Defense contractor Lockheed partners with NASCO to monitor Corridor cargo
Dec. 01, 2006
KANSAS CITY, Mo. - A group advocating a seamless trade corridor through North America said Friday it's teaming up with Lockheed Martin Corp. to build a technology system capable of remotely tracking cargo.
North America's SuperCorridor Coalition Inc., a Dallas-based organization that supports efforts to improve and maintain Interstates 35, 29 and 94 linking Mexico to Canada, said the system would use Lockheed's electronic sensor equipment to note when cargo leaves a port and where it travels and even to warn if the cargo's temperature and weight changes.
"The ultimately goal is that it provides data to the ultimate user (of the cargo) of how to do things more efficiently and more securely," said Jim Bergfalk, a Kansas City transport consultant who will be president of NASCO's independent organization overseeing the program.
Bergfalk added that the network would also fulfill future demands from homeland security officials that shippers have a way to ensure that hazardous materials are being transported safely. He also said that once a shipment was entered into the system and being monitored, customs officials wouldn't have to stop the shipment again, cutting sometimes days out of the journey.
John Mohler, senior program manager for Lockheed, told a transportation conference in Kansas City that Lockheed will set up a pilot project to test the network. It would develop 14 sensor locations - including such stops as the Mexican port of Lazaro Cardenas; Laredo, Texas; Kansas City; and Winnipeg, Canada - within the next three months to track specific shipments moving through the NASCO corridor.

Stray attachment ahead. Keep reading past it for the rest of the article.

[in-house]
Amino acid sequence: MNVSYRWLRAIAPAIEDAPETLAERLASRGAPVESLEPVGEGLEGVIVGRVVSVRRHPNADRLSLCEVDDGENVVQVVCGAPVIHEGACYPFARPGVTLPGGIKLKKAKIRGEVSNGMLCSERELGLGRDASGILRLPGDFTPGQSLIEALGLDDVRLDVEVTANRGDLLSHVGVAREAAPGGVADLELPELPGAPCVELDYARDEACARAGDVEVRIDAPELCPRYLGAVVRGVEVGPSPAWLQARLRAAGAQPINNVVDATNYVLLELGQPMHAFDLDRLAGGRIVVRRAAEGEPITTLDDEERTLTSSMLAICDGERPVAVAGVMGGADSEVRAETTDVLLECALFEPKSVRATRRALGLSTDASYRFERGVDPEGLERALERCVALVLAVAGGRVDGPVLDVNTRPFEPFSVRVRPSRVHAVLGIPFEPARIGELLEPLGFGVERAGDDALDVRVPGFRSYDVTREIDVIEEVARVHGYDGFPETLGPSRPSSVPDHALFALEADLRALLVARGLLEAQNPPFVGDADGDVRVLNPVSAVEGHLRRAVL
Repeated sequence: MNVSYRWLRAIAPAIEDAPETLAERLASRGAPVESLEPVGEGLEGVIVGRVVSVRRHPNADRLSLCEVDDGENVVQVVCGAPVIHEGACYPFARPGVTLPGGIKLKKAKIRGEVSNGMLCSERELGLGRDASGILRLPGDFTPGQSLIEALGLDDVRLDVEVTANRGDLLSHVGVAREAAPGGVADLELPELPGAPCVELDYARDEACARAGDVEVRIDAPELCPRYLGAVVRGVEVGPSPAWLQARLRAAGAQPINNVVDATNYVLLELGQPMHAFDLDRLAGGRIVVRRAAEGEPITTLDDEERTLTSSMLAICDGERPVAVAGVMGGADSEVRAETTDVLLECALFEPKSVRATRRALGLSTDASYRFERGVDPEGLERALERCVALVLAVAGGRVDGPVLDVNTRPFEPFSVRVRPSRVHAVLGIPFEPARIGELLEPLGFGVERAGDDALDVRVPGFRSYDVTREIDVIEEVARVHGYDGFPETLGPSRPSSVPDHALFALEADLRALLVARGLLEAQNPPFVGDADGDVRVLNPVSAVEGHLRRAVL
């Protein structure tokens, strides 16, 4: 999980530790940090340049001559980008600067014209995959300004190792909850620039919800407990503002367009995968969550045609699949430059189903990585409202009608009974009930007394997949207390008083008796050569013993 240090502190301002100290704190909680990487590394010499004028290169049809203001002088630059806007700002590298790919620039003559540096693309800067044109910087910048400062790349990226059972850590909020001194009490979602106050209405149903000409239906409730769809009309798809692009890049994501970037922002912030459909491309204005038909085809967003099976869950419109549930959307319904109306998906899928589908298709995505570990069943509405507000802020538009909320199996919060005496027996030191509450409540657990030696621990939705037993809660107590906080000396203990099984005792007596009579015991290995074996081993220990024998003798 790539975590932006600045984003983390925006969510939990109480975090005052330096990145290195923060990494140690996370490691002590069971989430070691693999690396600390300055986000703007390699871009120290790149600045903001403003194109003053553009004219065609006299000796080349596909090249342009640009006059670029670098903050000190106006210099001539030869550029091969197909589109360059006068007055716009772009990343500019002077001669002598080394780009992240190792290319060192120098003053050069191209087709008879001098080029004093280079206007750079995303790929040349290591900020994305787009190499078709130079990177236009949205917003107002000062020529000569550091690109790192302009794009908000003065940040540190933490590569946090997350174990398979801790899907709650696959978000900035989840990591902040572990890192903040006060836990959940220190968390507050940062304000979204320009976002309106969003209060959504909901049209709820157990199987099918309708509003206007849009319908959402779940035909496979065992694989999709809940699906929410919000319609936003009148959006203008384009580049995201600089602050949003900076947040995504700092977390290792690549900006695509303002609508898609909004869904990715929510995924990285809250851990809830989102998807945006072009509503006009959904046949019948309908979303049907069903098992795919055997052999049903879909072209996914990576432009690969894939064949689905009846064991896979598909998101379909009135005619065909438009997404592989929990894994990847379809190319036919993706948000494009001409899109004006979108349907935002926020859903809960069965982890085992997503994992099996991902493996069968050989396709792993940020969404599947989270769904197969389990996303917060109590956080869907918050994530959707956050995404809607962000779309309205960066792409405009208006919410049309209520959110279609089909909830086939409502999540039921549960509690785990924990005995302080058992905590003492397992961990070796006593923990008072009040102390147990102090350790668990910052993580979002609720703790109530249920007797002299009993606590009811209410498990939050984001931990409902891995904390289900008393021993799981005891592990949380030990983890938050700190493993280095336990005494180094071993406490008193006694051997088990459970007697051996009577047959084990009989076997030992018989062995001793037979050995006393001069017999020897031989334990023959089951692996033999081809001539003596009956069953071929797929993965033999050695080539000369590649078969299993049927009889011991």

Mohler said Lockheed would contribute $5 million of the project's $7 million price tag, with the rest expected to come from federal money and other funding. A formal agreement between the two sides is expected in two weeks.
Eventually, Mohler said the network could cost $40 million and include between 350 and 400 sensor locations within the corridor as well as a "command and control center," which could monitor information on tracked shipments. In the meantime, that information will go to Lockheed's logistics center in Norfolk, Va.
Helping companies keep a better eye on shipments isn't new, especially as various groups look to break down trade barriers between Mexico, Canada and the U.S. to create a regional trading bloc.
Kansas City SmartPort Inc., a nonprofit organization promoting the city as an inland port for shipments from Mexico, earlier in the day said it was developing a "trade data exchange," which would bring together trucking, logistics and railroad companies to track cargo traveling across the country, not just in the NASCO corridor.
Bergfalk said NASCO and Lockheed are setting up an "electronic backbone" of sensors that could ultimately coexist with groups like SmartPort and make their jobs easier.
"Our ultimate goal is to drive as much of that cargo up this corridor as possible," he said.
North America's SuperCorridor Coalition: http://www.nascocorridor.com/
© 2006 The Associated Press: